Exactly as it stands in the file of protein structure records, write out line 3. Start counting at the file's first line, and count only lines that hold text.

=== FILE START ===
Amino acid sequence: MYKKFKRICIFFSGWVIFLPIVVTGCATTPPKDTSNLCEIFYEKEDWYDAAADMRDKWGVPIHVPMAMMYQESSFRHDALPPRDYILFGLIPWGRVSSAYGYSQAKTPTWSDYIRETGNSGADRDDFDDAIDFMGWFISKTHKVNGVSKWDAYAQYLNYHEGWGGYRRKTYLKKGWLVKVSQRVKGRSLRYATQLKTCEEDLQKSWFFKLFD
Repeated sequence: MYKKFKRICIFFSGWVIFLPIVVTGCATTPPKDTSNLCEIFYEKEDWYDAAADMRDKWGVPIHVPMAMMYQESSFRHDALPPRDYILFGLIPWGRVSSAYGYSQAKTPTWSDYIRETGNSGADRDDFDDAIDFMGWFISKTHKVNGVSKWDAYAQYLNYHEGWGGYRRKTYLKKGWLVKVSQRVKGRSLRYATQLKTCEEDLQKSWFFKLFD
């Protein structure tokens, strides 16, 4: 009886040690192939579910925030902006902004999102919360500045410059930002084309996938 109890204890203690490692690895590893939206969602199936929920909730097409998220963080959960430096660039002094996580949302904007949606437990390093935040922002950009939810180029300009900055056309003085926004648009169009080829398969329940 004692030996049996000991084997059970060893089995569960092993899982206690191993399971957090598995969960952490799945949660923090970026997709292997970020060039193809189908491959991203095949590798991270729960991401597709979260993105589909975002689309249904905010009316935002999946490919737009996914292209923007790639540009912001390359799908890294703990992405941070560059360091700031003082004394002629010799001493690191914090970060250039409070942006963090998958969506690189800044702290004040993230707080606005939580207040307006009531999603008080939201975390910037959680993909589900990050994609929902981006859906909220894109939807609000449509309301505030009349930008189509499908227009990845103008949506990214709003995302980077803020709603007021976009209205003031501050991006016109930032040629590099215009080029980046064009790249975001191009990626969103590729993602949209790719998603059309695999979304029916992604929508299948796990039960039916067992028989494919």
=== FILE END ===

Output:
């Protein structure tokens, strides 16, 4: 009886040690192939579910925030902006902004999102919360500045410059930002084309996938 109890204890203690490692690895590893939206969602199936929920909730097409998220963080959960430096660039002094996580949302904007949606437990390093935040922002950009939810180029300009900055056309003085926004648009169009080829398969329940 004692030996049996000991084997059970060893089995569960092993899982206690191993399971957090598995969960952490799945949660923090970026997709292997970020060039193809189908491959991203095949590798991270729960991401597709979260993105589909975002689309249904905010009316935002999946490919737009996914292209923007790639540009912001390359799908890294703990992405941070560059360091700031003082004394002629010799001493690191914090970060250039409070942006963090998958969506690189800044702290004040993230707080606005939580207040307006009531999603008080939201975390910037959680993909589900990050994609929902981006859906909220894109939807609000449509309301505030009349930008189509499908227009990845103008949506990214709003995302980077803020709603007021976009209205003031501050991006016109930032040629590099215009080029980046064009790249975001191009990626969103590729993602949209790719998603059309695999979304029916992604929508299948796990039960039916067992028989494919």